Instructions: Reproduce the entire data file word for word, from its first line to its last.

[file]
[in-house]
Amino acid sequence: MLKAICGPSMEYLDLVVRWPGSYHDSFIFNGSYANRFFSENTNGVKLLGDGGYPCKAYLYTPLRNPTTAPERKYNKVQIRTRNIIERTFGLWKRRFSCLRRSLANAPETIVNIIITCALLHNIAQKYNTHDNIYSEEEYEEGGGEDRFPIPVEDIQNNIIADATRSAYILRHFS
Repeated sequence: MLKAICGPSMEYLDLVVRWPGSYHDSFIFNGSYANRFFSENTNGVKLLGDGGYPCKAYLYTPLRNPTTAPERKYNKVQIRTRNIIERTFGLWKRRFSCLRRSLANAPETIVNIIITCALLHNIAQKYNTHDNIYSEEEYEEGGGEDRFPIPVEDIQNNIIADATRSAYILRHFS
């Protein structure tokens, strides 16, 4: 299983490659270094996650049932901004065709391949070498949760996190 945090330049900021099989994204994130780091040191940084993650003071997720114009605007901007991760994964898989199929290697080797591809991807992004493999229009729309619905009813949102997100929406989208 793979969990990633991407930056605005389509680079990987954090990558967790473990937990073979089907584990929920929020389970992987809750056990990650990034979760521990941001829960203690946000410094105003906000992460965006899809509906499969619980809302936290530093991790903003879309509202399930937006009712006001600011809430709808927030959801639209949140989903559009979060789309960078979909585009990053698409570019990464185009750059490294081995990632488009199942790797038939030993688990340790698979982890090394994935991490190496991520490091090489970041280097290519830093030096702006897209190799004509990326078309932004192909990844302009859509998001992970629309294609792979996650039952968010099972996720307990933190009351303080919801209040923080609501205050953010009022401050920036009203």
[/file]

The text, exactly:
[in-house]
Amino acid sequence: MLKAICGPSMEYLDLVVRWPGSYHDSFIFNGSYANRFFSENTNGVKLLGDGGYPCKAYLYTPLRNPTTAPERKYNKVQIRTRNIIERTFGLWKRRFSCLRRSLANAPETIVNIIITCALLHNIAQKYNTHDNIYSEEEYEEGGGEDRFPIPVEDIQNNIIADATRSAYILRHFS
Repeated sequence: MLKAICGPSMEYLDLVVRWPGSYHDSFIFNGSYANRFFSENTNGVKLLGDGGYPCKAYLYTPLRNPTTAPERKYNKVQIRTRNIIERTFGLWKRRFSCLRRSLANAPETIVNIIITCALLHNIAQKYNTHDNIYSEEEYEEGGGEDRFPIPVEDIQNNIIADATRSAYILRHFS
């Protein structure tokens, strides 16, 4: 299983490659270094996650049932901004065709391949070498949760996190 945090330049900021099989994204994130780091040191940084993650003071997720114009605007901007991760994964898989199929290697080797591809991807992004493999229009729309619905009813949102997100929406989208 793979969990990633991407930056605005389509680079990987954090990558967790473990937990073979089907584990929920929020389970992987809750056990990650990034979760521990941001829960203690946000410094105003906000992460965006899809509906499969619980809302936290530093991790903003879309509202399930937006009712006001600011809430709808927030959801639209949140989903559009979060789309960078979909585009990053698409570019990464185009750059490294081995990632488009199942790797038939030993688990340790698979982890090394994935991490190496991520490091090489970041280097290519830093030096702006897209190799004509990326078309932004192909990844302009859509998001992970629309294609792979996650039952968010099972996720307990933190009351303080919801209040923080609501205050953010009022401050920036009203």